Wednesday, September 14, 2011

Food Deserts: Your Data Needs Work

While perusing twitter, I discovered this tweet on the topic of food deserts:

So, I decided to take a look at where the food deserts are in my adopted town of Lafayette, IN. Before we go any further, let's see how the USDA is defining food deserts:
The HFFI working group defines a food desert as a low-income census tract where a substantial number or share of residents has low access to a supermarket or large grocery store:
  • To qualify as a “low-income community,” a census tract must have either: 1) a poverty rate of 20 percent or higher, OR 2) a median family income at or below 80 percent of the area's median family income;
  • To qualify as a “low-access community,” at least 500 people and/or at least 33 percent of the census tract's population must reside more than one mile from a supermarket or large grocery store (for rural census tracts, the distance is more than 10 miles).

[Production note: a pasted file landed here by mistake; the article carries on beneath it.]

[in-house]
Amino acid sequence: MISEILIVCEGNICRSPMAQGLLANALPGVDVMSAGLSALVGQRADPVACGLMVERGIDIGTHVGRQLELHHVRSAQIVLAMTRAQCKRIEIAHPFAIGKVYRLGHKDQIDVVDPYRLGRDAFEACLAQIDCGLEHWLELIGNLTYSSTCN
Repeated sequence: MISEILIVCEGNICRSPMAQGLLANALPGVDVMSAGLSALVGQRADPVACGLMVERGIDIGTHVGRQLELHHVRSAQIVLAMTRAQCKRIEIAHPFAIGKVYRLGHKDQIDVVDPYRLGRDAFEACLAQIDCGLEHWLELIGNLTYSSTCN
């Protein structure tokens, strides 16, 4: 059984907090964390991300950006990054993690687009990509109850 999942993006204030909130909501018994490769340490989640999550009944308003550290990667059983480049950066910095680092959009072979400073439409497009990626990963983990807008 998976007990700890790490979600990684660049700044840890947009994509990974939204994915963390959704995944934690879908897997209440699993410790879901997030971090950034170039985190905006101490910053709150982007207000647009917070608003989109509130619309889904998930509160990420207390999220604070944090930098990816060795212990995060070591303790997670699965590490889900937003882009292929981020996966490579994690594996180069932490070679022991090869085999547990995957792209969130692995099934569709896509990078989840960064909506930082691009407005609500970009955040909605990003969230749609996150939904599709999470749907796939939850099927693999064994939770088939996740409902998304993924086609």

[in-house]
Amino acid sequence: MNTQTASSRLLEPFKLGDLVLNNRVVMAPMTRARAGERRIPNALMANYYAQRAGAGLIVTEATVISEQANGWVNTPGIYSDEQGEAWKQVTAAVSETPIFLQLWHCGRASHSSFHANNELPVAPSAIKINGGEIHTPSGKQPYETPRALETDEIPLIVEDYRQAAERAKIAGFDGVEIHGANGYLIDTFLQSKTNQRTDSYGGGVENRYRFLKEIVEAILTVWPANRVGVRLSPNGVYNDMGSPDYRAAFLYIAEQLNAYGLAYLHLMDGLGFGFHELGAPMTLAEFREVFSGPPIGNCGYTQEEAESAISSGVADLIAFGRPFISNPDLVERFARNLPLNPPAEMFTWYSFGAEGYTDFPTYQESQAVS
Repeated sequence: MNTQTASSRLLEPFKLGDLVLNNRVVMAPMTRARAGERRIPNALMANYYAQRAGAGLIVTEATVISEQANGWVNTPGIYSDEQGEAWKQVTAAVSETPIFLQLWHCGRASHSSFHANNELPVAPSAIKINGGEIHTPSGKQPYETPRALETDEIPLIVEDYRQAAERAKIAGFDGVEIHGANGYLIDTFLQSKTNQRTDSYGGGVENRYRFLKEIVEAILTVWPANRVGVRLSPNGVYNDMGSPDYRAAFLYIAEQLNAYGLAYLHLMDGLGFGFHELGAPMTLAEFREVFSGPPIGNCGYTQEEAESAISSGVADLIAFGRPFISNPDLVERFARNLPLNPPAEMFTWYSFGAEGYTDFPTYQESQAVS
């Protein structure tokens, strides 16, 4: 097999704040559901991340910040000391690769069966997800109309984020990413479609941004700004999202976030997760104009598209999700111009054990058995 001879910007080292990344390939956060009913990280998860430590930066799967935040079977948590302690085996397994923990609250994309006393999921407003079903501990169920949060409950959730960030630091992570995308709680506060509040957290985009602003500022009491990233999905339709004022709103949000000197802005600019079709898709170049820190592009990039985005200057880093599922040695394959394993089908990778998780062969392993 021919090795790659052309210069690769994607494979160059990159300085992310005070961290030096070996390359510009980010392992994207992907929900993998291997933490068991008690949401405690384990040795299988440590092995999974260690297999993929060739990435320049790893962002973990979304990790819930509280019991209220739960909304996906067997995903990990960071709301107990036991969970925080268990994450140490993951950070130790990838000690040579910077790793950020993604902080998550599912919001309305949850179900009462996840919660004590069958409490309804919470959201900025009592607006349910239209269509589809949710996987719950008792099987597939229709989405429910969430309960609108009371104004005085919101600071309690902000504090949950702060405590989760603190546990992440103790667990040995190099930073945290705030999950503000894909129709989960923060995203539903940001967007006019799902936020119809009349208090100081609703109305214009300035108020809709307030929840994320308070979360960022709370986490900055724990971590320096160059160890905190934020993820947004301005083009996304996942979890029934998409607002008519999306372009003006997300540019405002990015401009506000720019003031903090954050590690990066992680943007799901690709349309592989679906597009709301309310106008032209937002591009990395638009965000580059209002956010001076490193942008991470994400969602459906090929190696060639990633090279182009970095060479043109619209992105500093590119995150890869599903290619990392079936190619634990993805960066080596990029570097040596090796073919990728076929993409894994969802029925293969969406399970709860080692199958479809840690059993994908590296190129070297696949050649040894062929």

So, back to Lafayette: according to the food desert locator, apparently there is a "food desert" that begins less than half a mile from the grocery store I personally shop at. This suggests that they need additional granularity in their data - defining the deserts by census tracts presents the problem as much larger (geographically) than it is, and prevents us from seeing where the true problem areas lie. Because I know the area, I know that at least 1/3 of that "desert" is less than a mile from a supermarket, and one block past the north edge is the location of a truly fine farmer's market. This makes me distrust people on the subject of the magnitude of the food desert problem. Get me better data, then we'll talk.

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